Featured News // News // Research News // University of Wisconsin - Madison // Jul 25 2017
ABOUT THE Award
Nader Sheibani, PhD, of the University of Wisconsin-Madison School of Medicine & Public Health, has been granted a Research to Prevent Blindness (RPB) Stein Innovation Award. Up to $300,000 will be provided over three years. This award provides flexible funding to scientists actively engaged in research with the goal of understanding the visual system and the diseases that compromise its function. New technologies and cutting edge research that apply to blindness are supported through this award. Dr. Sheibani is one of eighteen researchers at thirteen institutions who have received the award since it was established in 2014. Out of eight RPB Stein Innovation Awards given in total to date by RPB, UW-Madison researchers have received three!
Targeting Metabolic Stress in Retinal Pericytes for Treatment of Diabetic Retinopathy
Diabetic retinopathy is a major complication of diabetes that causes vision loss in the working age population. Many studies have implicated increased glucose levels as the primary insult leading to loss of retinal vascular integrity. Tight regulation of glucose levels has been proposed as a beneficial strategy to diminish complications of diabetes. Unfortunately, in many cases tight regulation of glucose is difficult to achieve. Dr. Sheibani proposes that the identity of retinal vascular cell specific molecular mechanisms impacted by high glucose, are vital to determining the underlying mechanisms of diabetes such that more effective therapeutic regimens can be designed. Dr. Sheibani believes that pericyte loss is an early event during diabetic retinopathy perhaps due to their selective sensitivity to high glucose. Dr. Sheibani’s recent efforts are focused on determining the reason for the selective sensitivity of pericytes, but not endothelial cells or astrocytes, to high glucose. The studies proposed by Dr. Sheibani will investigate how high glucose conditions in retinal pericytes enhance glucose utilization, oxidative stress, and loss of pericytes. Identification of specific metabolic pathways engaged by retinal vascular cells for glucose utilization, and determining whether there are suitable target for preservation of retinal vascular cells, will be major steps forward in treatment and prevention of diabetic retinopathy.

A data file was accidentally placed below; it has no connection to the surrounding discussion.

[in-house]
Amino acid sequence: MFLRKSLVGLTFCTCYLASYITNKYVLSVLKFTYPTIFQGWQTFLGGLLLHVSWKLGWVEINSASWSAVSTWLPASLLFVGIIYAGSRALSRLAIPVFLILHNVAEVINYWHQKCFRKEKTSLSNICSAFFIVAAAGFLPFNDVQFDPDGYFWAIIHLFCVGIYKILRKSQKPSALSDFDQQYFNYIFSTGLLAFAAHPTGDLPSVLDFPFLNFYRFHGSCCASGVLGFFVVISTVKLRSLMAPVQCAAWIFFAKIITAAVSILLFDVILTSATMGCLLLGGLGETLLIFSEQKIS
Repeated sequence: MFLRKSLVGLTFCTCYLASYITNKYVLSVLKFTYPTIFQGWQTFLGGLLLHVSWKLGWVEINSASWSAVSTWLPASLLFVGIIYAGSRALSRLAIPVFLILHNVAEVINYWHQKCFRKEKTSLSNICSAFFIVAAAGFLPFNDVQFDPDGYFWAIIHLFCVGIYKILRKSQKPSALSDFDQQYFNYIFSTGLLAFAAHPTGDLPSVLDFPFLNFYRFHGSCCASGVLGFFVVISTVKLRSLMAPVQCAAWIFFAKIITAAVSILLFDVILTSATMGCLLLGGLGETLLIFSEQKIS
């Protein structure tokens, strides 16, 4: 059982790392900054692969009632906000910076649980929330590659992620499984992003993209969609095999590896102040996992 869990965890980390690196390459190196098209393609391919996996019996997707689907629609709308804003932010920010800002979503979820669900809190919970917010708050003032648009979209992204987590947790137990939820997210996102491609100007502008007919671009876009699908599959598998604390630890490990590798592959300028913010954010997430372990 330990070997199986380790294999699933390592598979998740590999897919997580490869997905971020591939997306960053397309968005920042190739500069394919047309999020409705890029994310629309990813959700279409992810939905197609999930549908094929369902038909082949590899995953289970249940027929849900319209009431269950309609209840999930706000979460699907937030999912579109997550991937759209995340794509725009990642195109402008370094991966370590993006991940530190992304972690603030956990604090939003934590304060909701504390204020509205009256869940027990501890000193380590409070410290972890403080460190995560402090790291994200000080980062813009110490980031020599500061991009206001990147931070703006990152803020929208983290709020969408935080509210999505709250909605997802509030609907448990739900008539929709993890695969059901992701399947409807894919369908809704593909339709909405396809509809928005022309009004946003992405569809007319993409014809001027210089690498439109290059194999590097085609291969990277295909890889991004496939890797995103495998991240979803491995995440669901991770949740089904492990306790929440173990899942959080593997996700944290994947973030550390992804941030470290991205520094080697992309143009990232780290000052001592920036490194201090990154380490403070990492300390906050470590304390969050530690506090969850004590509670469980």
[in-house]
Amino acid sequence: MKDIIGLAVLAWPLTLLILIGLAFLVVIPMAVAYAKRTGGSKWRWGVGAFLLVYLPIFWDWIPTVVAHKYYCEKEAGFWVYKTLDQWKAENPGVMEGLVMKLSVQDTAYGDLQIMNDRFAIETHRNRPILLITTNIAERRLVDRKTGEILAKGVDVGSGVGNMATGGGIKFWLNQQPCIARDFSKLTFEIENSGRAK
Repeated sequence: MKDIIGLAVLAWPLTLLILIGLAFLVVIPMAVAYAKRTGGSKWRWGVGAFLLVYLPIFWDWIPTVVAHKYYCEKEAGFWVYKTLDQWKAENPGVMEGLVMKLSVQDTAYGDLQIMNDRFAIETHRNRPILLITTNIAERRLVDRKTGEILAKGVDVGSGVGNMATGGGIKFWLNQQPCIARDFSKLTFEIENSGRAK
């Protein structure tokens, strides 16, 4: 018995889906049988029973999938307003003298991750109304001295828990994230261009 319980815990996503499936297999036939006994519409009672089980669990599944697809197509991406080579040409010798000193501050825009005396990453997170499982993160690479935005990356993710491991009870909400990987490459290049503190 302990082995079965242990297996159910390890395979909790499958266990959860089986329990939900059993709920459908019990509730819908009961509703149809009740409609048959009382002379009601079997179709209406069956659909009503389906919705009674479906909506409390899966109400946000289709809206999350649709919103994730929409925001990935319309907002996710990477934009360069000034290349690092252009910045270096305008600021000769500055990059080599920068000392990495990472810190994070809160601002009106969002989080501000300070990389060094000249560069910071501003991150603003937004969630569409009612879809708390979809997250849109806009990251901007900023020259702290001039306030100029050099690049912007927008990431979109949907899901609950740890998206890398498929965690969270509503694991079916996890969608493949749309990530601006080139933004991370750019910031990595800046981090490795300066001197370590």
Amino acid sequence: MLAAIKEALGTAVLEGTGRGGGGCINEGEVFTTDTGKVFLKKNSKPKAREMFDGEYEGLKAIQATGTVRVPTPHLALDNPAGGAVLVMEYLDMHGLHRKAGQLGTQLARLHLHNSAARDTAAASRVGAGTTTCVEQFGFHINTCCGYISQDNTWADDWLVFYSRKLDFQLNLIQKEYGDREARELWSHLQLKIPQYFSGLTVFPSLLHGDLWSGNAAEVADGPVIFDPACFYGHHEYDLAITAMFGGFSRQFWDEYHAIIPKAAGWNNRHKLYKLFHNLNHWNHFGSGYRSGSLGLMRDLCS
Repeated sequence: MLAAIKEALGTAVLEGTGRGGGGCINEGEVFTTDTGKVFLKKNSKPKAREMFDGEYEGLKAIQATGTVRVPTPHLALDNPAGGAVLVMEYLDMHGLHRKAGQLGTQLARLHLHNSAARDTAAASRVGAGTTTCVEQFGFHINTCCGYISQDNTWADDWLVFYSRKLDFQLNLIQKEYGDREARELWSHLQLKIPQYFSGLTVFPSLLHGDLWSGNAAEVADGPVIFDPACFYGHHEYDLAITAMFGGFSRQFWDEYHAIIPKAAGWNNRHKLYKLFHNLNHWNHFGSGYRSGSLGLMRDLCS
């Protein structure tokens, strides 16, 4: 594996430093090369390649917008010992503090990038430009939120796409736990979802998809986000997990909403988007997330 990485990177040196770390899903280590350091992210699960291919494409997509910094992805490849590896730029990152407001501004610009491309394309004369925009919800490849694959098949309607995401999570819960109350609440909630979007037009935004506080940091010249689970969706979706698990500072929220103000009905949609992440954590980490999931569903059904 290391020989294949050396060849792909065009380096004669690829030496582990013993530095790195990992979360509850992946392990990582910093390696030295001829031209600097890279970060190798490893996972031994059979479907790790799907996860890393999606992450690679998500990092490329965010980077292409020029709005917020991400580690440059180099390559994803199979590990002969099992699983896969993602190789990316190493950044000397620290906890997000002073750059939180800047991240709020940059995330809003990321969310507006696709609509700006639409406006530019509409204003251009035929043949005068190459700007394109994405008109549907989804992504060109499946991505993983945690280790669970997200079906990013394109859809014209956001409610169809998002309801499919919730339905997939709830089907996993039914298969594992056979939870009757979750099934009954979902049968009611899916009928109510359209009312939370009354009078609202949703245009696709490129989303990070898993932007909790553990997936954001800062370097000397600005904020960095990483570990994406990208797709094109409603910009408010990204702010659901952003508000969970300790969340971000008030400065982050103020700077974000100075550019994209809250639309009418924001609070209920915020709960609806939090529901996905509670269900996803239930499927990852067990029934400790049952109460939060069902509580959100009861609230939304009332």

Since it was founded in 1960, RPB has channeled more than $349 million into eye research. As a result, RPB has been identified with nearly every major breakthrough in vision research in that time. For information on RPB’s grants program, listings of RPB institutional and individual grantees, and findings generated by these awards, go to www.rpbusa.org.